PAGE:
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City, School Officials Want to Move Forward on New Elementary School

School Committee votes to submit preliminary documents to state agency.

School and city officials have taken the first step toward a new .

The School Committee voted 7-0 last night that school Supt. Mark Donovan file a Statement of Interest with the Massachusetts School Building Authority for each of those two schools, listing, as required by the state agency, both buildings’ deficiencies.

In both schools, the heating, ventilation and air conditioning systems are beyond their service life; dedicated space for science, pre-kindergarten and guidance is lacking; access to technology is limited because of electrical power constraints and handicapped access is severely limited, Donovan told the committee.

Mayor Scott Galvin told the committee that “I support (the submissions) wholeheartedly.”  No money needs to be committed now, he said, and the application puts the city in a better position for funding later. The city will see “if we can afford it later,” Galvin said.

The School Committee has discussed a new Hurld and Wyman School for a number of months.

The City Council has to take a similar vote, Donovan said.

The City Council voted 9-0 last week, on Oct. 18, for a resolution that Mayor Scott Galvin, Supt. Donovan and the School Committee file the statement of interest “to build a new Hurld-Wyman Elementary School.”

Five years ago, a task force recommended that the Wyman and Hurld Schools be combined. The task force did not recommend a site, but noted that each school site is too small “and, in the case of the Hurld site, wetlands further render the site unacceptable,” according to a letter dated Sept. 29, 2006 to then-Mayor Thomas McLaughlin from the 12-member School Building Task Force.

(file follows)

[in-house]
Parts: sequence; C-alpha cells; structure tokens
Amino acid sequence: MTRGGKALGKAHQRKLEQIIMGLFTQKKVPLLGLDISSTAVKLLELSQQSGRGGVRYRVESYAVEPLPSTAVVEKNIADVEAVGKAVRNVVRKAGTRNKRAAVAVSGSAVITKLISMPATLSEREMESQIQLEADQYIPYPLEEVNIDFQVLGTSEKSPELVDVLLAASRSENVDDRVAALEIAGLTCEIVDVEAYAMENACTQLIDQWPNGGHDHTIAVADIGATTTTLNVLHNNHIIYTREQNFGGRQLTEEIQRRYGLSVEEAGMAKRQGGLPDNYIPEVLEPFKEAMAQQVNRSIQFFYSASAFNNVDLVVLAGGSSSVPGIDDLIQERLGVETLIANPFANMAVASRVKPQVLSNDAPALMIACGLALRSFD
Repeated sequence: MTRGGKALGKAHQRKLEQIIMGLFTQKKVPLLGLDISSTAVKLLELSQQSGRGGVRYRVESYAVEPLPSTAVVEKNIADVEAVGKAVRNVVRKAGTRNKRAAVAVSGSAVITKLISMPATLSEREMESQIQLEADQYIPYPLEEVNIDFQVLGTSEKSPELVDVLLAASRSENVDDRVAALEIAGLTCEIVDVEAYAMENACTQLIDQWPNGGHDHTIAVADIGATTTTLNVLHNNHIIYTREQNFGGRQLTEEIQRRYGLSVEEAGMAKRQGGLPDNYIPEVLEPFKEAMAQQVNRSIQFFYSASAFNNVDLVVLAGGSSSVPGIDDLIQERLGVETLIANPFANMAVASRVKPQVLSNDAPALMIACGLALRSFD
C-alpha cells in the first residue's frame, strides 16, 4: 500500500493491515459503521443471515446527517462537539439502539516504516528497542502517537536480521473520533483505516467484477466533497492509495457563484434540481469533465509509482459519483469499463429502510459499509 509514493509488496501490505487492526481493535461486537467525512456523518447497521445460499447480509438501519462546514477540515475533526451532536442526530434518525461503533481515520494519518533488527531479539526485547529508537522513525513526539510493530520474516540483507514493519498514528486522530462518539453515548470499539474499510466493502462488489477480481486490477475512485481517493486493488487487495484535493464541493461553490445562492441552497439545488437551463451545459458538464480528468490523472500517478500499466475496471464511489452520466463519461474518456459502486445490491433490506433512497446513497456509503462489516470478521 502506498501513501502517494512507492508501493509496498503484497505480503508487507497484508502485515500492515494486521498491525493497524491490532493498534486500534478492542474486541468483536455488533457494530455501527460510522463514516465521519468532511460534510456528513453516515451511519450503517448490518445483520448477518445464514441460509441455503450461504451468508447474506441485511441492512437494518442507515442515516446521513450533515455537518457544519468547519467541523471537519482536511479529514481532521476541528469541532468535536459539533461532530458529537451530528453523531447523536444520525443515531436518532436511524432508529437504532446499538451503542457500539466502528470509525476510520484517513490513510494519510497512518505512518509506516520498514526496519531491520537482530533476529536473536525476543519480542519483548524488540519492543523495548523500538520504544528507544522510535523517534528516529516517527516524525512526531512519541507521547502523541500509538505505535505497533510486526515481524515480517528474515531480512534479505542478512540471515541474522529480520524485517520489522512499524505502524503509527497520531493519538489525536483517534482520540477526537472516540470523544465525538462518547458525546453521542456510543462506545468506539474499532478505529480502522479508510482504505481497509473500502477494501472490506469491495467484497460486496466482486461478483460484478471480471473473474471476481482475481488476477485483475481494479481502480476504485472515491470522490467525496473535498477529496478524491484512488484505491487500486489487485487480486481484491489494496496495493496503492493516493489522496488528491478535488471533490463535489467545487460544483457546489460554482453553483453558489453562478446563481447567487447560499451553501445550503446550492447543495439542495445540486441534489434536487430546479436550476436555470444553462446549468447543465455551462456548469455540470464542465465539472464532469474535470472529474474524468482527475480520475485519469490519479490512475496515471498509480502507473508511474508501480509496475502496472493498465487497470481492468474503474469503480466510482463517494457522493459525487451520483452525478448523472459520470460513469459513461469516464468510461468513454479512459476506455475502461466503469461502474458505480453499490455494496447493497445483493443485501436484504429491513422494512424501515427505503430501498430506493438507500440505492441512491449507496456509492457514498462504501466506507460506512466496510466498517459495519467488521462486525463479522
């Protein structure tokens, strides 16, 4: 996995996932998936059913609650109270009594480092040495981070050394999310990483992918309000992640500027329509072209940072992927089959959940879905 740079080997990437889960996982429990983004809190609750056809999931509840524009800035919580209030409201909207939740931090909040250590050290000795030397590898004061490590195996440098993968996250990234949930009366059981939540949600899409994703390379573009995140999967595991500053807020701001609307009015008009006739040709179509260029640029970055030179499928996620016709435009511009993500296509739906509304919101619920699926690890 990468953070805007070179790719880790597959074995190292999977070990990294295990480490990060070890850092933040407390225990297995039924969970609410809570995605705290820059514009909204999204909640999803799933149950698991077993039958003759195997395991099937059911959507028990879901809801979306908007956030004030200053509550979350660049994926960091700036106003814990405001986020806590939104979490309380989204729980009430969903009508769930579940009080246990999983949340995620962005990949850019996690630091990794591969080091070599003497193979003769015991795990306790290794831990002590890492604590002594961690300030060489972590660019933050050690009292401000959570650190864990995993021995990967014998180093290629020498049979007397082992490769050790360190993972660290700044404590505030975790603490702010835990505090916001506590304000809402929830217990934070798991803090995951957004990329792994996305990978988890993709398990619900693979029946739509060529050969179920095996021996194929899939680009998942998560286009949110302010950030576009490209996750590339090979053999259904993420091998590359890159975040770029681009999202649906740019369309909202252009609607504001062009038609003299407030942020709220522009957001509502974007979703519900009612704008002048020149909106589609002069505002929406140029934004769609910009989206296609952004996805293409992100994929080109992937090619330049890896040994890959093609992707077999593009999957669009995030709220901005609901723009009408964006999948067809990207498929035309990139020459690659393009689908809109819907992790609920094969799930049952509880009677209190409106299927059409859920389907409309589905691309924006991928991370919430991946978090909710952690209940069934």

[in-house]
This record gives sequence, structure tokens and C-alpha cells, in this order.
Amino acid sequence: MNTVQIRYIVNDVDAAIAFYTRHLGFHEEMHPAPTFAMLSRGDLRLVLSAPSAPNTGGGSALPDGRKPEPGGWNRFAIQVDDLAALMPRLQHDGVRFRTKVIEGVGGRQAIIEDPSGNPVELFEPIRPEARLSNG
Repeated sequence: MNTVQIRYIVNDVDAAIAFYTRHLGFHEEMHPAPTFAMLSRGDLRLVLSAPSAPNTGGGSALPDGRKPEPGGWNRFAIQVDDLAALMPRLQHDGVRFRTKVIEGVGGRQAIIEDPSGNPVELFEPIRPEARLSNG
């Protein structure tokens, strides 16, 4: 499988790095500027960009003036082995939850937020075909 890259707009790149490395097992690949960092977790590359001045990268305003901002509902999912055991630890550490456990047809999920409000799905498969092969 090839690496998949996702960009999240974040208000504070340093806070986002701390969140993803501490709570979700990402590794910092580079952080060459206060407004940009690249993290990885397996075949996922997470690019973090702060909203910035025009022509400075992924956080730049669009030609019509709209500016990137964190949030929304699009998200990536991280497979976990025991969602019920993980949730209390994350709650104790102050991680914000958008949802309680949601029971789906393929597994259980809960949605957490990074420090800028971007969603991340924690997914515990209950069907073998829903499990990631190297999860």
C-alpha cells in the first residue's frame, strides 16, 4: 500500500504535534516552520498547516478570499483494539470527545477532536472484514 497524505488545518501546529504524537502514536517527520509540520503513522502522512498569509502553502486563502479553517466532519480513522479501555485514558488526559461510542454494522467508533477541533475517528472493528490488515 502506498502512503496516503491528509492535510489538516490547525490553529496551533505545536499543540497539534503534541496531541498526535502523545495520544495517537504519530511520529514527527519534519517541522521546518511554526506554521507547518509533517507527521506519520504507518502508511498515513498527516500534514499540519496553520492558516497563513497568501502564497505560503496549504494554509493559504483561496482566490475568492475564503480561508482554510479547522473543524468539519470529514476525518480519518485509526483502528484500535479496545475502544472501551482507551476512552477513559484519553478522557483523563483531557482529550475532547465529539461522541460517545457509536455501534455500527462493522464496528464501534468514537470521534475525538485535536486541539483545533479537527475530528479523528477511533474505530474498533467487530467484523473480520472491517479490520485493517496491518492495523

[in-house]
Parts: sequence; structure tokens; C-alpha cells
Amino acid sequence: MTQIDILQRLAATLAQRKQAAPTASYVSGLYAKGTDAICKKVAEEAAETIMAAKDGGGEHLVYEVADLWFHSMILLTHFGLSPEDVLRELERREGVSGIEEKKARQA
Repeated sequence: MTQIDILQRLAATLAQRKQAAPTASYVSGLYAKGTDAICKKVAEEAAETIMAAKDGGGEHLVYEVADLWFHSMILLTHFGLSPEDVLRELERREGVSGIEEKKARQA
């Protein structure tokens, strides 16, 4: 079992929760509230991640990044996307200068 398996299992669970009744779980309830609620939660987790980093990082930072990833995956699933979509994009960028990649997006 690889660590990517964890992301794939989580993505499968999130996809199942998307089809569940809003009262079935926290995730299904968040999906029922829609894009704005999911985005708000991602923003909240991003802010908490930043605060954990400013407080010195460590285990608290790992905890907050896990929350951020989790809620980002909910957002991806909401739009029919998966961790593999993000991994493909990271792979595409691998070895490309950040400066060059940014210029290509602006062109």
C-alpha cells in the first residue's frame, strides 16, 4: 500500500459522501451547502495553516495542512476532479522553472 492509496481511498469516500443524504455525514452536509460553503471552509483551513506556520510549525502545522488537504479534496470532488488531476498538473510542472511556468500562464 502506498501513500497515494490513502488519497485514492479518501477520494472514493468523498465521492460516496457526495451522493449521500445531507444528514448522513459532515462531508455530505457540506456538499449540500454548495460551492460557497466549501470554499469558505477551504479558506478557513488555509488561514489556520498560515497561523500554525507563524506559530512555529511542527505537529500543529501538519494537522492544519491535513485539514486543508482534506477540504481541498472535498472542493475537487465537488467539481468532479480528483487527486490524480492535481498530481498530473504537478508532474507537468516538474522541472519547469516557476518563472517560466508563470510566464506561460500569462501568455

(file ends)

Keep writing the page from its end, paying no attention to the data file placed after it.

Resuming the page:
That task force also recommended that the Linscott-Rumford and Altavesta Elementary Schools be combined in a new building on the Altavesta School site and, first, that a new Goodyear School be built, preferably “on a portion of Leland Park or another suitable location that will serve the Goodyear community.”

A opened last month on the old Goodyear School site.

The task force included representatives from the , , , , and Elementary Schools and the school department, School Committee and City Council.

The group considered comments from residents at public hearings as well as results of a school facility needs survey conducted by the state building authority and an elementary school feasibility study conducted by Tappe Associates, Inc., according the group’s letter.

Then-Mayor Thomas McLaughlin charged the task force with “considering various options for school facilities’ improvement that would provide educational program access parity for all elementary children in the Woburn Public Schools,” according to the letter.

The task force recommended that Clapp Elementary School students be consolidated into another of the new elementary schools.

The School Committee spent about 10 minutes on the subject of submitting a Statements of Interest for the Wyman and Hurld Schools to the state school building agency. The committee voted 7-0 on two separate roll call votes to submit the documents.

When the City Council discussed the issue, several aldermen supported the resolution. Several raised questions, according to the meeting minutes, from how city would pay for the school project to which school or schools to address next to where the new school would be located. 

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